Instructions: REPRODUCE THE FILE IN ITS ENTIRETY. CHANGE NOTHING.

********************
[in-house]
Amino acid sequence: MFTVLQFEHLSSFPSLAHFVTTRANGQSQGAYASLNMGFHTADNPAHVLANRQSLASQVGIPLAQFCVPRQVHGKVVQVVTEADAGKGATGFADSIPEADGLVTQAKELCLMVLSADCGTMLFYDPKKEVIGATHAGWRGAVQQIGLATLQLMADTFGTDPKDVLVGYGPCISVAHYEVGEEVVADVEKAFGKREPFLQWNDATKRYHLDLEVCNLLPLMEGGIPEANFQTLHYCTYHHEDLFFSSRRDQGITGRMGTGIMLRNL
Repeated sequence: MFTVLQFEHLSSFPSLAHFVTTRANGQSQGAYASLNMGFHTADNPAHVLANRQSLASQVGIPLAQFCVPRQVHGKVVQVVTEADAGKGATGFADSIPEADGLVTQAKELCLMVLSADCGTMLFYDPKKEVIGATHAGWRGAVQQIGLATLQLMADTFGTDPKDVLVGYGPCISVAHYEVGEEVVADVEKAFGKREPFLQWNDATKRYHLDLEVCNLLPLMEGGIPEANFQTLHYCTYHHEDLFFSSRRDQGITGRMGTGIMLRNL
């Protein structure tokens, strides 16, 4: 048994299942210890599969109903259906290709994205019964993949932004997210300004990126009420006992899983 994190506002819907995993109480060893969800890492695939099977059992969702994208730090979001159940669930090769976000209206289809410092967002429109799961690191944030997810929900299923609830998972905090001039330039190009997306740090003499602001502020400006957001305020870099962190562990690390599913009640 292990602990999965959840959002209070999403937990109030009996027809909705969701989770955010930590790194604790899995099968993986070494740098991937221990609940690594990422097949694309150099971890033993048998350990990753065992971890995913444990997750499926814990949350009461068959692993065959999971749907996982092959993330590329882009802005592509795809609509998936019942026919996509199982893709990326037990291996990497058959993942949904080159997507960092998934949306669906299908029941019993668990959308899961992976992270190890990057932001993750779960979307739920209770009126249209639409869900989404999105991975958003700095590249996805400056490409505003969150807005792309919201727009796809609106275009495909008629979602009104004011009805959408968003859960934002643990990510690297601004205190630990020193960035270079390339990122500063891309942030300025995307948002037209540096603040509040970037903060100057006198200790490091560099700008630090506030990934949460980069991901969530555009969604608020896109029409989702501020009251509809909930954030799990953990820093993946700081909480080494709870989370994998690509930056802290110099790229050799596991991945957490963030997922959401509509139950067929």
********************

[in-house]
Amino acid sequence: MFTVLQFEHLSSFPSLAHFVTTRANGQSQGAYASLNMGFHTADNPAHVLANRQSLASQVGIPLAQFCVPRQVHGKVVQVVTEADAGKGATGFADSIPEADGLVTQAKELCLMVLSADCGTMLFYDPKKEVIGATHAGWRGAVQQIGLATLQLMADTFGTDPKDVLVGYGPCISVAHYEVGEEVVADVEKAFGKREPFLQWNDATKRYHLDLEVCNLLPLMEGGIPEANFQTLHYCTYHHEDLFFSSRRDQGITGRMGTGIMLRNL
Repeated sequence: MFTVLQFEHLSSFPSLAHFVTTRANGQSQGAYASLNMGFHTADNPAHVLANRQSLASQVGIPLAQFCVPRQVHGKVVQVVTEADAGKGATGFADSIPEADGLVTQAKELCLMVLSADCGTMLFYDPKKEVIGATHAGWRGAVQQIGLATLQLMADTFGTDPKDVLVGYGPCISVAHYEVGEEVVADVEKAFGKREPFLQWNDATKRYHLDLEVCNLLPLMEGGIPEANFQTLHYCTYHHEDLFFSSRRDQGITGRMGTGIMLRNL
């Protein structure tokens, strides 16, 4: 048994299942210890599969109903259906290709994205019964993949932004997210300004990126009420006992899983 994190506002819907995993109480060893969800890492695939099977059992969702994208730090979001159940669930090769976000209206289809410092967002429109799961690191944030997810929900299923609830998972905090001039330039190009997306740090003499602001502020400006957001305020870099962190562990690390599913009640 292990602990999965959840959002209070999403937990109030009996027809909705969701989770955010930590790194604790899995099968993986070494740098991937221990609940690594990422097949694309150099971890033993048998350990990753065992971890995913444990997750499926814990949350009461068959692993065959999971749907996982092959993330590329882009802005592509795809609509998936019942026919996509199982893709990326037990291996990497058959993942949904080159997507960092998934949306669906299908029941019993668990959308899961992976992270190890990057932001993750779960979307739920209770009126249209639409869900989404999105991975958003700095590249996805400056490409505003969150807005792309919201727009796809609106275009495909008629979602009104004011009805959408968003859960934002643990990510690297601004205190630990020193960035270079390339990122500063891309942030300025995307948002037209540096603040509040970037903060100057006198200790490091560099700008630090506030990934949460980069991901969530555009969604608020896109029409989702501020009251509809909930954030799990953990820093993946700081909480080494709870989370994998690509930056802290110099790229050799596991991945957490963030997922959401509509139950067929």